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  HOME | Business & Economy (Click here for more)

Trump Wants a Strong Yuan – He May Get It Regardless

WASHINGTON – Generals, the saying goes, always fight the last war. Chinese exports held up well in 2018 partly thanks to a vertiginous drop in the currency. US President Donald Trump and his trade generals want to make sure China doesn’t use the yuan to gain a competitive advantage again, and are asking for guarantees on currency stability as a part of any trade deal with Beijing.

The yuan has, in fact, been pretty stable recently, even climbing 3 percent against the dollar since November – and for reasons that go beyond rising odds of a deal. China is unlikely to agree to a long-term binding constraint on the yuan. But current market and economic trends mean keeping it stable against the dollar right now is costing Beijing little.

China’s exports are hurting, but the drop in its imports since late 2018 has been more dramatic, thanks to weakening growth and the sharp fall in oil prices. For most of 2017 and 2018, Chinese import growth was running roughly 10 percentage points faster than growth in exports. Since December, import growth has collapsed, helping shore up China’s trade balance and lending support to the currency.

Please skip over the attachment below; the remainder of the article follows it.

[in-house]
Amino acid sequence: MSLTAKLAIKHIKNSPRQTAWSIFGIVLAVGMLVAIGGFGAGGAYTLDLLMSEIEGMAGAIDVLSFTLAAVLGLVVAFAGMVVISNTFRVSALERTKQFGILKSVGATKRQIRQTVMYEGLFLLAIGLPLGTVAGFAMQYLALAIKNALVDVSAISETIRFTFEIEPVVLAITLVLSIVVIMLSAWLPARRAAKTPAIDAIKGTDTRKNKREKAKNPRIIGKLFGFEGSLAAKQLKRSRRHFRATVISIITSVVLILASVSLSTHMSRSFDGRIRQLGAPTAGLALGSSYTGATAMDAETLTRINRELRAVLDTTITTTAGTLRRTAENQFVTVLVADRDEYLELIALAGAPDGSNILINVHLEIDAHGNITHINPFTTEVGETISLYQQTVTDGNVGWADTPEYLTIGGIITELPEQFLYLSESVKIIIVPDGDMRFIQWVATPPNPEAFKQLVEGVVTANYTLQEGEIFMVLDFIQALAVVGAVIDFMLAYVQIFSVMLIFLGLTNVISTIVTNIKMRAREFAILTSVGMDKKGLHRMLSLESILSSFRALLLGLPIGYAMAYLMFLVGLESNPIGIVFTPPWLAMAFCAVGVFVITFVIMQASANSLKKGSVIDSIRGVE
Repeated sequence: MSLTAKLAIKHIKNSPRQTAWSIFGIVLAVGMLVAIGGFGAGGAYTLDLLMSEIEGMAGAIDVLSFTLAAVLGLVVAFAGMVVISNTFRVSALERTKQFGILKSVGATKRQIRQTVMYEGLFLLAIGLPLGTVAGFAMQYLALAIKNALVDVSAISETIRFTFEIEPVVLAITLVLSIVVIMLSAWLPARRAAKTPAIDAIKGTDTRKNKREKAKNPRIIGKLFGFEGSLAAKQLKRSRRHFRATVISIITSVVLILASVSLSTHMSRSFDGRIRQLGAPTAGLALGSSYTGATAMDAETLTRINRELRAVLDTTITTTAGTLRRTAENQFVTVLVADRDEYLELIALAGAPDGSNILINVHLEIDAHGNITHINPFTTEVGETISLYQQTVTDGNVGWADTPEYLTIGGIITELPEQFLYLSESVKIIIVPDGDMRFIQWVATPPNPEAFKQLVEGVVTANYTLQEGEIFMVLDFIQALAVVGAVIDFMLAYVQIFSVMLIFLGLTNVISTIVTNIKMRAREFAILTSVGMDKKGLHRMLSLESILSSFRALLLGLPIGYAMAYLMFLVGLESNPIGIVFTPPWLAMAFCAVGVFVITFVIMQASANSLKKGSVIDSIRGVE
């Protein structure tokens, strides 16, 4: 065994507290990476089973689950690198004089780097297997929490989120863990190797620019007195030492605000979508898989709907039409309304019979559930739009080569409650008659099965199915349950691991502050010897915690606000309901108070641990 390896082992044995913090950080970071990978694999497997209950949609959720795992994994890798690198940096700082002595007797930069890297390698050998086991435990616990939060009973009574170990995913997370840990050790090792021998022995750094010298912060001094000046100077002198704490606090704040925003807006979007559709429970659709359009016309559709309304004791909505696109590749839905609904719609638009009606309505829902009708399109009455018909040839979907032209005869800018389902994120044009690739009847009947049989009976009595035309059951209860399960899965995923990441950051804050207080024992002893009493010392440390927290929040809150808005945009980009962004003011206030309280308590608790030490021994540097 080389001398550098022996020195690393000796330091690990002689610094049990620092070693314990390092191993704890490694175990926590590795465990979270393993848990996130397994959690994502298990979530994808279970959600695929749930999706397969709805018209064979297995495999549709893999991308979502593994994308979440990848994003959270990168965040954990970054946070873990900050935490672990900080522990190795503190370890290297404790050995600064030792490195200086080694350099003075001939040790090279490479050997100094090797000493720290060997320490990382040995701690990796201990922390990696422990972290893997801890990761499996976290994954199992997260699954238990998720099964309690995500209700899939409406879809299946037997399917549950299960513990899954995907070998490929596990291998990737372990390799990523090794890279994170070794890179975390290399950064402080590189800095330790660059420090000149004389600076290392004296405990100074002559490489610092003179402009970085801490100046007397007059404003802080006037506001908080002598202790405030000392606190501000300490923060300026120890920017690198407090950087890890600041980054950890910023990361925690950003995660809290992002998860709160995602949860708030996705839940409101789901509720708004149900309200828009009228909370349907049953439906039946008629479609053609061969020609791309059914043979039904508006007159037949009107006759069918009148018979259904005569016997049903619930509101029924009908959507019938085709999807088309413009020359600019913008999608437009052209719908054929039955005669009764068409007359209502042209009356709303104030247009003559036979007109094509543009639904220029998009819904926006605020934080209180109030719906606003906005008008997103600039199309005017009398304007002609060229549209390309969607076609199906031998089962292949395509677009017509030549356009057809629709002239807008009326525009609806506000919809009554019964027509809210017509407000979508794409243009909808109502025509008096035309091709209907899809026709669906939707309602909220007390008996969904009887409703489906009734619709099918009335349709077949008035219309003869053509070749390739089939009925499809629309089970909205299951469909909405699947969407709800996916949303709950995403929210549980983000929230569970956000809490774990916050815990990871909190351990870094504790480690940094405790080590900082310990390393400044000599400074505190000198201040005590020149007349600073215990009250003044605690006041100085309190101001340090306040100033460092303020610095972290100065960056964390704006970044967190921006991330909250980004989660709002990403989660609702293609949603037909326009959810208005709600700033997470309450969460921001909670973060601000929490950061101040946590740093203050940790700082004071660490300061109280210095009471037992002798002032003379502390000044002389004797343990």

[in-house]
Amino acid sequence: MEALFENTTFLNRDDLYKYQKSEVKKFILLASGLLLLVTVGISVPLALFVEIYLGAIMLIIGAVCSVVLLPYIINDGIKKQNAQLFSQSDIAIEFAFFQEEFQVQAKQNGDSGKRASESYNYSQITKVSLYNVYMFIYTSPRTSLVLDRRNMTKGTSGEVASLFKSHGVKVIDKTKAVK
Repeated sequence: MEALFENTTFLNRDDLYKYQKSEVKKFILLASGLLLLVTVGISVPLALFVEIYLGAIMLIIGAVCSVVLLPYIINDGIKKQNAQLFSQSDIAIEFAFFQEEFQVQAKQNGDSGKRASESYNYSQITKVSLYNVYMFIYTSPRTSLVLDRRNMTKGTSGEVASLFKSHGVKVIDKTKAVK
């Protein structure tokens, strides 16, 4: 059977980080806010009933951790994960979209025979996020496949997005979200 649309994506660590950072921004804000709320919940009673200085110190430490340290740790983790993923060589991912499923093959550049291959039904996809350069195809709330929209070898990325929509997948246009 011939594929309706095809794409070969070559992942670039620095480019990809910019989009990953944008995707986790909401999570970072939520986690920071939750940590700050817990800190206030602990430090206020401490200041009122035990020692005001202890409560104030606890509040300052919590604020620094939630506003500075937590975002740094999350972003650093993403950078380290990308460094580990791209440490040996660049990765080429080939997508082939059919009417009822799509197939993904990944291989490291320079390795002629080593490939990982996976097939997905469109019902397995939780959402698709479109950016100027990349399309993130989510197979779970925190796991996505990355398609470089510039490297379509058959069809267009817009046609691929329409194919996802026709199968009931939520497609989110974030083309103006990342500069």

A more dovish Federal Reserve has helped too. Investors who in November received a measly quarter percentage point of extra yield for buying Chinese government debt over US 10-year government bonds now get twice that. That wider spread – and the sharp rebound in Chinese stocks this year – is helping buttress the currency too, by making yuan assets more attractive.

All of this means that the yuan is strengthening without much direct help from Chinese policy makers. Although China’s foreign reserves dipped briefly last fall when trade tensions were near their height and the yield on 10-year US Treasuries was running above 3 percent, they have since rebounded. Net foreign-exchange sales by Chinese banks have also disappeared, indicating limited outflow pressure.

The real wild card right now is China’s housing market. In late 2014, a property crash forced the central bank into an aggressive easing cycle that triggered big capital outflows the following year. It also pumped up a historic stock-market bubble, whose ultimate bursting made capital outflow pressure even worse.

China’s property market is once again weakening – and stocks are bubbly. There are good reasons to think that this round of real estate shakiness will be less catastrophic than last time. But if the housing market really crashes again, China’s central bank will almost certainly respond with much more aggressive policy easing. At that point, all bets on the yuan are off.


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